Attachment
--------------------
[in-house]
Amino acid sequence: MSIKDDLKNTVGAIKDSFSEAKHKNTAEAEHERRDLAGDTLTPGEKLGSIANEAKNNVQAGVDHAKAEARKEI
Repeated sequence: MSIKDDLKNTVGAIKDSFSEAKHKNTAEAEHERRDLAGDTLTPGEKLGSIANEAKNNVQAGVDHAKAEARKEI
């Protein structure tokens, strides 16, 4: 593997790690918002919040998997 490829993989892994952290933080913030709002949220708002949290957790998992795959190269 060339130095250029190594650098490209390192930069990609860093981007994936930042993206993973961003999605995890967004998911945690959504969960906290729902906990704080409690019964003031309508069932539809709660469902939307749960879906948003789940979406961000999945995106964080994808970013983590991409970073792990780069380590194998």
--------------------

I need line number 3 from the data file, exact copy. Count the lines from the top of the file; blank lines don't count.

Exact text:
Repeated sequence: MSIKDDLKNTVGAIKDSFSEAKHKNTAEAEHERRDLAGDTLTPGEKLGSIANEAKNNVQAGVDHAKAEARKEI